Since his 1985 debut, Days Between Stations, Steve Erickson has published extraordinary novel after extraordinary novel, each one exploring a different terrain of our national psyche. If there’s a surrealist quality to his fiction, it’s likely because Erickson recognizes as well as any artist working today the surrealist quality of our real world. That being said, I hope he doesn’t quit his day job. As a film critic for Los Angeles magazine, he clearly appreciates the cultural relevance—and limitations—of cinema like no thinker since Walter Benjamin, and his massive body of Hollywood knowledge, lore, and theory informs his magnificent Zeroville in countless ways.
Mind you, any synopsis of Zeroville is doomed to fail, either from vagueness or from the wanton spoiling of its many surprises. The numbered chapters reel up to 227, which in its entirety reads,“Vikar doesn’t know it, but everything now has been reset to zero.” After that, the chapter numbers unspool back down to the final page. The novel opens with the 1969 arrival in Hollywood of one Jerome Vikar and depicts the evolution of the film industry from a period of creative experimentation to the age of unimaginative, comic-book adaptations. Vikar left divinity school, or was tossed out, and maintains some serious, unresolved issues with his father. One friend refers to him as “cinéautistic,” and his simpleminded habit of repeating verbatim what other people say calls to mind Chauncey Gardiner of Being There, albeit with a murderous temper and tattoos of Elizabeth Taylor and Montgomery Clift on his shaved head.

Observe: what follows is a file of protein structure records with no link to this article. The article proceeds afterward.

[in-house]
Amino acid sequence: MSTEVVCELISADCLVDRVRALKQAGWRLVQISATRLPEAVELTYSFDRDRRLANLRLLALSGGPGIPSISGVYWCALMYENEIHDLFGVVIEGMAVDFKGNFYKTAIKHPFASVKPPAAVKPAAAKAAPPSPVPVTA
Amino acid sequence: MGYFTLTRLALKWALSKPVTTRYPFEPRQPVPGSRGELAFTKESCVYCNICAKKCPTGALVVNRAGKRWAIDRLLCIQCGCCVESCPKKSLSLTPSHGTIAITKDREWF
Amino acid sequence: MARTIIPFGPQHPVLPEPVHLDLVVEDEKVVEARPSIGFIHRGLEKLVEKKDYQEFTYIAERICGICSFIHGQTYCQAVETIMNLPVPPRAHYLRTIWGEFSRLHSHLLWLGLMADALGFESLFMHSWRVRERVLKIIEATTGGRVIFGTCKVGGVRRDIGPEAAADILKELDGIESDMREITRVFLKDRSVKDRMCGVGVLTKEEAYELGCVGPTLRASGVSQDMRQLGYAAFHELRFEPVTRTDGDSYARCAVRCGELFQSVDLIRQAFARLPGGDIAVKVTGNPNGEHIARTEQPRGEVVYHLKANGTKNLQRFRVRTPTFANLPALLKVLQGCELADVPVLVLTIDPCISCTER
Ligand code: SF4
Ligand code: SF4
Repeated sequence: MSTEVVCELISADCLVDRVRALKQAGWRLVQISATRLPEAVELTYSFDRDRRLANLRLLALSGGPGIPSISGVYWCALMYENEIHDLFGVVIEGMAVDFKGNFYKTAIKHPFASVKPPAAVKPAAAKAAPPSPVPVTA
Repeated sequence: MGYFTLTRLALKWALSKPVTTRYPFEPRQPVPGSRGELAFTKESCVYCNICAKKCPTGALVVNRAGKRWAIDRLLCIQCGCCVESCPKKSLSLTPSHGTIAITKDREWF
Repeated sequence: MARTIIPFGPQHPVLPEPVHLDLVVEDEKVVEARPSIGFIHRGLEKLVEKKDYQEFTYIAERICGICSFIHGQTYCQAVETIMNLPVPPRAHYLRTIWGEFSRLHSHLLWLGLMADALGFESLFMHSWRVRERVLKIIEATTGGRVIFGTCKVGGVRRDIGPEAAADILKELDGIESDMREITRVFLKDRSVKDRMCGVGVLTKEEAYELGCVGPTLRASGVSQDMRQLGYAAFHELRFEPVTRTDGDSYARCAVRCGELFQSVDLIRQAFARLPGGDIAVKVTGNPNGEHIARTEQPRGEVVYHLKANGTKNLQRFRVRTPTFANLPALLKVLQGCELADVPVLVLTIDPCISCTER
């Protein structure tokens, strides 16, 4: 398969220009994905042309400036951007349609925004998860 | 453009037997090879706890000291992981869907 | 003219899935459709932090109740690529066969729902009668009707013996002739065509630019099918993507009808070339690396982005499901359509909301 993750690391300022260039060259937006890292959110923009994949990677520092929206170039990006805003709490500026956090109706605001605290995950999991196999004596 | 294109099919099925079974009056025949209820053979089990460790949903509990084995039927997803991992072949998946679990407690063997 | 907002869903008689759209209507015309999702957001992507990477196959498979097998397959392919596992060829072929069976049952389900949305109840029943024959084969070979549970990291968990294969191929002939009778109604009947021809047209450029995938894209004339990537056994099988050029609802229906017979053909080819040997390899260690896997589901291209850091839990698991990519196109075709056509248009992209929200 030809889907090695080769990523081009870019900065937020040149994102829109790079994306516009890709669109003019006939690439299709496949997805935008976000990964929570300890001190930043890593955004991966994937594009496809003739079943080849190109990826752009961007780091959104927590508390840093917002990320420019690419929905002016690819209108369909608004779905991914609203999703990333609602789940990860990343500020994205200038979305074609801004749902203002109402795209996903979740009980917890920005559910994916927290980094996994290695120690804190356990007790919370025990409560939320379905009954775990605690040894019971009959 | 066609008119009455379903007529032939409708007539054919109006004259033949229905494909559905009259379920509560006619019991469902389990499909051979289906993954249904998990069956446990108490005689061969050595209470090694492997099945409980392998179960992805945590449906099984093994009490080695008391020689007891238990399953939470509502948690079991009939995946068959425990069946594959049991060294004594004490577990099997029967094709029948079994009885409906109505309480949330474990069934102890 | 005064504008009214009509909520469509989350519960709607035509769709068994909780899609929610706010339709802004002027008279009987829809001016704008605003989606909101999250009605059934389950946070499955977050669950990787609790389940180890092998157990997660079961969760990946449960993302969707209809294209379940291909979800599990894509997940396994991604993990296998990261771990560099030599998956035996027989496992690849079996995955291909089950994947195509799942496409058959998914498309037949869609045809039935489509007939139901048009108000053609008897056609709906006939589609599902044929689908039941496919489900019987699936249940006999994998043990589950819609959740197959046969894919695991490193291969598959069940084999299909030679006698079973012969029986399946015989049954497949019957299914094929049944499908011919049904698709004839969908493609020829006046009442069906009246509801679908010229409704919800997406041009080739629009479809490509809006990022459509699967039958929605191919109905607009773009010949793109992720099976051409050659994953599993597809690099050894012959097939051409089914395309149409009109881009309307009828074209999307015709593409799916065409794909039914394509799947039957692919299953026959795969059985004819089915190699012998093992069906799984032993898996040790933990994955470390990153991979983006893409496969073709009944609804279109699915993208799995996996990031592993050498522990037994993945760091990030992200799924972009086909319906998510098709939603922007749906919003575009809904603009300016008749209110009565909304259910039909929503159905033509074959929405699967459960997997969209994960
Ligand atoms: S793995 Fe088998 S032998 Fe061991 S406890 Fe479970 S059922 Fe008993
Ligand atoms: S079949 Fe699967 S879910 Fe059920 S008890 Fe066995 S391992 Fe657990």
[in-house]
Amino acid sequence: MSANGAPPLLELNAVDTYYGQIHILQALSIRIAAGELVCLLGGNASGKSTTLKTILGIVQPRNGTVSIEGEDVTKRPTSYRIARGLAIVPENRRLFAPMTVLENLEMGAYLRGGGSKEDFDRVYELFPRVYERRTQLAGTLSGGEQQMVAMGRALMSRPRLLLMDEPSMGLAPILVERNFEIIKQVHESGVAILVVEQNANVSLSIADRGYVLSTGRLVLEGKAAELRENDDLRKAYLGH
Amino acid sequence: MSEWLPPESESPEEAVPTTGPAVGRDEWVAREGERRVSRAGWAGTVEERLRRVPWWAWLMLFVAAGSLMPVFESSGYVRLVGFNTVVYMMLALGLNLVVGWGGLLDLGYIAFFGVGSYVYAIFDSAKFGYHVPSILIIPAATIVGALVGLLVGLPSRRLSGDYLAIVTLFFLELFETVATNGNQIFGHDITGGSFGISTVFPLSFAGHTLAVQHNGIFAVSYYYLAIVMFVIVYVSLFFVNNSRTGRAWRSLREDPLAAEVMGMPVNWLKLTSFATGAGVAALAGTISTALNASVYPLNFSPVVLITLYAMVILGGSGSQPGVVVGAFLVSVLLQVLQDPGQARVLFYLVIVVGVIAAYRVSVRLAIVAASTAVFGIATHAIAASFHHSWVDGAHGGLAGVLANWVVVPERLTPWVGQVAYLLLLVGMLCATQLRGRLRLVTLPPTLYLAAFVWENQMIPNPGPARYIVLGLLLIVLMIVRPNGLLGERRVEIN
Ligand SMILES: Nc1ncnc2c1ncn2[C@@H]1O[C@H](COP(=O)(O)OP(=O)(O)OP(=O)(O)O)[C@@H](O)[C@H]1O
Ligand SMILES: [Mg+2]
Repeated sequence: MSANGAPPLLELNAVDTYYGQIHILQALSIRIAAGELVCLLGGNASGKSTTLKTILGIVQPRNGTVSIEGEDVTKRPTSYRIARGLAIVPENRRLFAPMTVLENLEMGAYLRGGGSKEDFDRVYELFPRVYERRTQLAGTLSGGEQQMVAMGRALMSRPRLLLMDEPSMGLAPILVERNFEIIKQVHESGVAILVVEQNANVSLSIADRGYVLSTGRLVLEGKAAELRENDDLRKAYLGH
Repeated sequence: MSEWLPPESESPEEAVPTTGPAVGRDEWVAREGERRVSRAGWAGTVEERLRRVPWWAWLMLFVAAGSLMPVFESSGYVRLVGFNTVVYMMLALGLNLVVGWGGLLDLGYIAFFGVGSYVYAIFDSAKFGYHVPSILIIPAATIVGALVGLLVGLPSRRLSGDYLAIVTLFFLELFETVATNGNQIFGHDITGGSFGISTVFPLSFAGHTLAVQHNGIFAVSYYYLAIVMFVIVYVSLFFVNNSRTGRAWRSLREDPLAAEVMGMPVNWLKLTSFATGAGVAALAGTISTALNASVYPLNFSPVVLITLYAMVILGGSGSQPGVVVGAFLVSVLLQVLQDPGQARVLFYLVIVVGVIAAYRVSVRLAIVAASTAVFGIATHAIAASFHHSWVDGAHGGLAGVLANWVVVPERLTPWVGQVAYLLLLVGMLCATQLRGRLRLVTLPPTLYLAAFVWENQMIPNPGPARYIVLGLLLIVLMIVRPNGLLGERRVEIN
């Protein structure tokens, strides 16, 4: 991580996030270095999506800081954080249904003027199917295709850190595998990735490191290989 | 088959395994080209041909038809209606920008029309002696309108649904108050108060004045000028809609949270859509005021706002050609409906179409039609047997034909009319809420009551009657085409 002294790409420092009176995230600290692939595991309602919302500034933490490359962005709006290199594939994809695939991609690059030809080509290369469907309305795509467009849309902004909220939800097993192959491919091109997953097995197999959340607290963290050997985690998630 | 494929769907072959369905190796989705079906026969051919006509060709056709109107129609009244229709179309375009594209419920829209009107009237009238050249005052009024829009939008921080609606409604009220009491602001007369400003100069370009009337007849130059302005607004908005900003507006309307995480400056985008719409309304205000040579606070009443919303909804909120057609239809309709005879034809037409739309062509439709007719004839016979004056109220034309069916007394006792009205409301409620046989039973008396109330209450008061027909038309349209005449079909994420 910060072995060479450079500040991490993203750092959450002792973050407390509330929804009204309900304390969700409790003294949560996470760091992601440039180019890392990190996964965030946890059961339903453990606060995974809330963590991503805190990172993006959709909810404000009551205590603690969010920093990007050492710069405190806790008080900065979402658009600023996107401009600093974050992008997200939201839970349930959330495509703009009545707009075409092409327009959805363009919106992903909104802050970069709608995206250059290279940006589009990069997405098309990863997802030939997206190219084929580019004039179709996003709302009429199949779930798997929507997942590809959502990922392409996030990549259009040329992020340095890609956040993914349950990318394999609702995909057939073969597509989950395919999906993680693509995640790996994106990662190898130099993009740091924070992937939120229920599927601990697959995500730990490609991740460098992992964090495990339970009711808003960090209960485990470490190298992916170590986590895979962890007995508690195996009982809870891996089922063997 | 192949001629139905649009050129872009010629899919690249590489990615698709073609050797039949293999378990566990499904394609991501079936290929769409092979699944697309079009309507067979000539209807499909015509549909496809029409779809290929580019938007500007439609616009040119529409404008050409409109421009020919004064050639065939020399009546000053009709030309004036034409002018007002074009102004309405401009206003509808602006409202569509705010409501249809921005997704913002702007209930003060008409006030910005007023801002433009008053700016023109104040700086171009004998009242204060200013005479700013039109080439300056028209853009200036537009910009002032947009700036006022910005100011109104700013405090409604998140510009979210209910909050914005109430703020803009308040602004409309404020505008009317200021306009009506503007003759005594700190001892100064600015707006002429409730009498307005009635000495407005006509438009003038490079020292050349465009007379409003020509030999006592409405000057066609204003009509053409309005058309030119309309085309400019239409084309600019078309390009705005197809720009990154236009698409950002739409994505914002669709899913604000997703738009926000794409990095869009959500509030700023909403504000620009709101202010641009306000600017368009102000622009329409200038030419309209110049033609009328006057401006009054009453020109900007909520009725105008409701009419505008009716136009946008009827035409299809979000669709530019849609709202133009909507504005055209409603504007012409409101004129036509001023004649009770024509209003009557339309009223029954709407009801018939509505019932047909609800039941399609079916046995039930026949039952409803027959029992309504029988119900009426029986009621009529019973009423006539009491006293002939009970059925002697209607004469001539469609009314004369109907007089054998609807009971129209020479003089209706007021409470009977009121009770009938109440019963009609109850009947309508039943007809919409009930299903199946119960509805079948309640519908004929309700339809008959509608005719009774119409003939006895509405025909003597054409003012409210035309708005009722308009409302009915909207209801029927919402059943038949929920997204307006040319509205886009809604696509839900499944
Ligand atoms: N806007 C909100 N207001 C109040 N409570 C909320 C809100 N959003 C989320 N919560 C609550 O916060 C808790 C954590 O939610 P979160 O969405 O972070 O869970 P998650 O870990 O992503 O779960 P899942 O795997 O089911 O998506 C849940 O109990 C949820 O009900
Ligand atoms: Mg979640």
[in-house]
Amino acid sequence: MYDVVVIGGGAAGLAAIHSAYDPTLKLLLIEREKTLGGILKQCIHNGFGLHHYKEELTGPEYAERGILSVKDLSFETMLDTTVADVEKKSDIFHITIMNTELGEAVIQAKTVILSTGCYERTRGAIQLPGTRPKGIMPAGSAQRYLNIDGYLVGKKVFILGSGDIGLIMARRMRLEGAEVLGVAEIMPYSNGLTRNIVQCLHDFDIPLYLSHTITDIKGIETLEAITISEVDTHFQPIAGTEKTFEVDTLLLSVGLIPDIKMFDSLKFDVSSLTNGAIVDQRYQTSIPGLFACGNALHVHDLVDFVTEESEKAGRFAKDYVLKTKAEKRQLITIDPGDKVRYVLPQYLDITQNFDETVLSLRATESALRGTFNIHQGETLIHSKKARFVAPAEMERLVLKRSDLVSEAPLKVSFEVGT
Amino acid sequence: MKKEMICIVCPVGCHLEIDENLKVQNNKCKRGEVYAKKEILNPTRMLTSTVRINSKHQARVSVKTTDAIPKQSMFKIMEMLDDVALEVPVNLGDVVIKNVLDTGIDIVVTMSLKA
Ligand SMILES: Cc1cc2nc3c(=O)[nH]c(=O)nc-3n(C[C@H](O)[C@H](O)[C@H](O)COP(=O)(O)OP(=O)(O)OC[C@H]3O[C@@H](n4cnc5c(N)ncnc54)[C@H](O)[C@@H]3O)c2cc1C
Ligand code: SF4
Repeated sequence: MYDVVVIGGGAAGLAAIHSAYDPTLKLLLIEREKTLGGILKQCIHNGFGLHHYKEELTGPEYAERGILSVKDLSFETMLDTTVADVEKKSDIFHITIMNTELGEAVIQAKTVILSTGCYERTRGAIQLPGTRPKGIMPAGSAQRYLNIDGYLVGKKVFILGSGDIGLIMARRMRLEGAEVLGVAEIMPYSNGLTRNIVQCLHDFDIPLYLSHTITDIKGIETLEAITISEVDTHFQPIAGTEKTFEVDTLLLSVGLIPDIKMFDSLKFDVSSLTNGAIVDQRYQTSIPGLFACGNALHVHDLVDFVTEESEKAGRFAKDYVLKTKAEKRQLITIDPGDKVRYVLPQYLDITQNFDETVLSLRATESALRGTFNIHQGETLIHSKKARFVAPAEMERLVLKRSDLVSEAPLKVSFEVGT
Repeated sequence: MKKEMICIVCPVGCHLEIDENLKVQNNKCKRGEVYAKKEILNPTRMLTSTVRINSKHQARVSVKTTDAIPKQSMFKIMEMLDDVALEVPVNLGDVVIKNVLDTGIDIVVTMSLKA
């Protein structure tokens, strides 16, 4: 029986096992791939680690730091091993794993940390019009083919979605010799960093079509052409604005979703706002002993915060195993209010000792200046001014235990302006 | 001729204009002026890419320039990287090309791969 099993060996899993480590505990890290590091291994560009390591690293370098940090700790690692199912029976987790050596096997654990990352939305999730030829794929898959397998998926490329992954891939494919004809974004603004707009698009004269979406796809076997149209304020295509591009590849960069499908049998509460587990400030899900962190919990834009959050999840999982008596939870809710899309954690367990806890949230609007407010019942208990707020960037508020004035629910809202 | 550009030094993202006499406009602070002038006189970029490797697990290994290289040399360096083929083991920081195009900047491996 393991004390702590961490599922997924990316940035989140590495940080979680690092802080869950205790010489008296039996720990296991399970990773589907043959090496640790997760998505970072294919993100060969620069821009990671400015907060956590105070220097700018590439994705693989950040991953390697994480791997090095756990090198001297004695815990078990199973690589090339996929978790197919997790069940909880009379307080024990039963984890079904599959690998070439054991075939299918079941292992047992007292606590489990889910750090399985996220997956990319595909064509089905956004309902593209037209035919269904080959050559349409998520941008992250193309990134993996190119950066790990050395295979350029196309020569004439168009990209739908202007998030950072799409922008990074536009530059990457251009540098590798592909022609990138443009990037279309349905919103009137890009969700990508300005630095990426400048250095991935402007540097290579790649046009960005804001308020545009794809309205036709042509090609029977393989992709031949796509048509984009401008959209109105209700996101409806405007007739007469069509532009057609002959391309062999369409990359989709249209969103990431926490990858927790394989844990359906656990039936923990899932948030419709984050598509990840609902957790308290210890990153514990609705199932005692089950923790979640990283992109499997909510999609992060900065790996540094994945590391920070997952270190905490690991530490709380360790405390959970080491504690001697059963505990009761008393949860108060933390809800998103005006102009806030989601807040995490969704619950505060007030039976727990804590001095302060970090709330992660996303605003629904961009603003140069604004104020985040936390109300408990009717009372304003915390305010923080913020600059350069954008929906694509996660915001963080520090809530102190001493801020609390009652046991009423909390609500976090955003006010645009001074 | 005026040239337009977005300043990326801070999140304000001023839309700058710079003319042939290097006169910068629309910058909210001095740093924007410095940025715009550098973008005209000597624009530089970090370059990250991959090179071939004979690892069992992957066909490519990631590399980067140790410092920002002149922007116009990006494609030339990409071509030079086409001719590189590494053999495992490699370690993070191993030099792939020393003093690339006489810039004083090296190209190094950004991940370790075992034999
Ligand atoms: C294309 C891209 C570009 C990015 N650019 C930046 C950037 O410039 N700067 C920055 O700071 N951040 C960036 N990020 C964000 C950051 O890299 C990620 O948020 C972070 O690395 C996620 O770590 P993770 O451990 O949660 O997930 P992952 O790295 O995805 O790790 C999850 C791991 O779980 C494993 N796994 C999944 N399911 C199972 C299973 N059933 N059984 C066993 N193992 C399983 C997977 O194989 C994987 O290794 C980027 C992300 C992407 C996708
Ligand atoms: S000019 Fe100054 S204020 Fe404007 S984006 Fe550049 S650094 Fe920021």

Vikar’s unique genius finds expression in a nonlinear approach to filmmaking. As he says, “Continuity is one of the myths of film. In film, time is round like a reel. Fuck continuity. In every false movie is the true movie that must be set free.” His visionary editing work earns him accolades at Cannes, but his success is marred by a characteristic outburst at an international press conference, where he refers to John Wayne as an “evil white racist honky pigfucker,” a phrase picked up from a burglar who once broke into his apartment. More editing work follows, including a project that puts Vikar back in touch with an old acquaintance and her young daughter, whom he tries to protect from the Los Angeles dolce vita. All the while, Vikar hopes to adapt Huysmans’s satanic novel Là-Bas, which is indicative of his tastes.
Just as Days Between Stations featured a devoted cinemaphile re-creating a lost, silent-era masterpiece, this novel sees Vikar reassembling a film he has dreamt about and which he comes to believe he has seen subliminally planted, one cell at a time, in every movie he has seen. One character from Days Between Stations makes a cameo here, as do De Niro, Cassavetes, and other famous people real and unreal. Erickson has set his story in the fissures of our cultural memory and ingrained Vikar as another fictional construct among the rest of Hollywood’s invented, or reinvented, fakes and phonies.
Zeroville would make a superb film, especially in the hands of someone like Terry Gilliam or Atom Egoyan. Erickson’s ability to defamiliarize our known world makes him a consistently rewarding writer. Even when it covers the all too familiar ground of our recent history, Zeroville transports us, for hours at a sitting, to fully recognizable places we didn’t know existed.